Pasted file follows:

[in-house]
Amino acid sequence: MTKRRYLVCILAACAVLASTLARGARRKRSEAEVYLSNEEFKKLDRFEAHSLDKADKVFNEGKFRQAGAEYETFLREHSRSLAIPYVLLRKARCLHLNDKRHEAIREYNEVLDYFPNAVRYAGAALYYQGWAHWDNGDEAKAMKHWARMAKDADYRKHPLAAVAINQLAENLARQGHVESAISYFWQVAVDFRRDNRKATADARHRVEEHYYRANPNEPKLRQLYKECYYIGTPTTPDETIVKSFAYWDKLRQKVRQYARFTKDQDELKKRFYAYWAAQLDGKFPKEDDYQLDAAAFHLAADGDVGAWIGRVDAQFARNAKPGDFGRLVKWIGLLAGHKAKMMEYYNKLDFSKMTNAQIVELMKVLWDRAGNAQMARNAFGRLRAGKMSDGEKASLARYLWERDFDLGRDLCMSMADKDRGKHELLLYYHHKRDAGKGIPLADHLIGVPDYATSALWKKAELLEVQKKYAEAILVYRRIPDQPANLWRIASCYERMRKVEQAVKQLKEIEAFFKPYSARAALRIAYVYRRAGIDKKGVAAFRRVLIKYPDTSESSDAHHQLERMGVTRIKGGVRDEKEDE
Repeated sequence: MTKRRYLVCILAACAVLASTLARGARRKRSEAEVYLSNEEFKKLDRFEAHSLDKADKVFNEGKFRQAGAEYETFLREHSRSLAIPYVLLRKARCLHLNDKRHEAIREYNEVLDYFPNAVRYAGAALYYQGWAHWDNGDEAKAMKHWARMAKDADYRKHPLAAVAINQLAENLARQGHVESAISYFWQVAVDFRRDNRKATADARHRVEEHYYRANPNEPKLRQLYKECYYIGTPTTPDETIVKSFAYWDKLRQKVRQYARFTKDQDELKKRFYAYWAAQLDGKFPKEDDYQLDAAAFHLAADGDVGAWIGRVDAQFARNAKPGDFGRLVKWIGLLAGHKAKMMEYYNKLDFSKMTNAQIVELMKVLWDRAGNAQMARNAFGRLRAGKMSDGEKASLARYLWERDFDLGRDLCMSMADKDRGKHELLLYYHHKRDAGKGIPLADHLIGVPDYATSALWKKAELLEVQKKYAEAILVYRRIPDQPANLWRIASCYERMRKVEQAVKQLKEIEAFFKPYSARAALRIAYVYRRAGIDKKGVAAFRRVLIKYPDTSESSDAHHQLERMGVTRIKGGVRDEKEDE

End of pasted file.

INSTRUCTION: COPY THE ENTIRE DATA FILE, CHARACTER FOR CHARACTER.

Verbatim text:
[in-house]
Amino acid sequence: MTKRRYLVCILAACAVLASTLARGARRKRSEAEVYLSNEEFKKLDRFEAHSLDKADKVFNEGKFRQAGAEYETFLREHSRSLAIPYVLLRKARCLHLNDKRHEAIREYNEVLDYFPNAVRYAGAALYYQGWAHWDNGDEAKAMKHWARMAKDADYRKHPLAAVAINQLAENLARQGHVESAISYFWQVAVDFRRDNRKATADARHRVEEHYYRANPNEPKLRQLYKECYYIGTPTTPDETIVKSFAYWDKLRQKVRQYARFTKDQDELKKRFYAYWAAQLDGKFPKEDDYQLDAAAFHLAADGDVGAWIGRVDAQFARNAKPGDFGRLVKWIGLLAGHKAKMMEYYNKLDFSKMTNAQIVELMKVLWDRAGNAQMARNAFGRLRAGKMSDGEKASLARYLWERDFDLGRDLCMSMADKDRGKHELLLYYHHKRDAGKGIPLADHLIGVPDYATSALWKKAELLEVQKKYAEAILVYRRIPDQPANLWRIASCYERMRKVEQAVKQLKEIEAFFKPYSARAALRIAYVYRRAGIDKKGVAAFRRVLIKYPDTSESSDAHHQLERMGVTRIKGGVRDEKEDE
Repeated sequence: MTKRRYLVCILAACAVLASTLARGARRKRSEAEVYLSNEEFKKLDRFEAHSLDKADKVFNEGKFRQAGAEYETFLREHSRSLAIPYVLLRKARCLHLNDKRHEAIREYNEVLDYFPNAVRYAGAALYYQGWAHWDNGDEAKAMKHWARMAKDADYRKHPLAAVAINQLAENLARQGHVESAISYFWQVAVDFRRDNRKATADARHRVEEHYYRANPNEPKLRQLYKECYYIGTPTTPDETIVKSFAYWDKLRQKVRQYARFTKDQDELKKRFYAYWAAQLDGKFPKEDDYQLDAAAFHLAADGDVGAWIGRVDAQFARNAKPGDFGRLVKWIGLLAGHKAKMMEYYNKLDFSKMTNAQIVELMKVLWDRAGNAQMARNAFGRLRAGKMSDGEKASLARYLWERDFDLGRDLCMSMADKDRGKHELLLYYHHKRDAGKGIPLADHLIGVPDYATSALWKKAELLEVQKKYAEAILVYRRIPDQPANLWRIASCYERMRKVEQAVKQLKEIEAFFKPYSARAALRIAYVYRRAGIDKKGVAAFRRVLIKYPDTSESSDAHHQLERMGVTRIKGGVRDEKEDE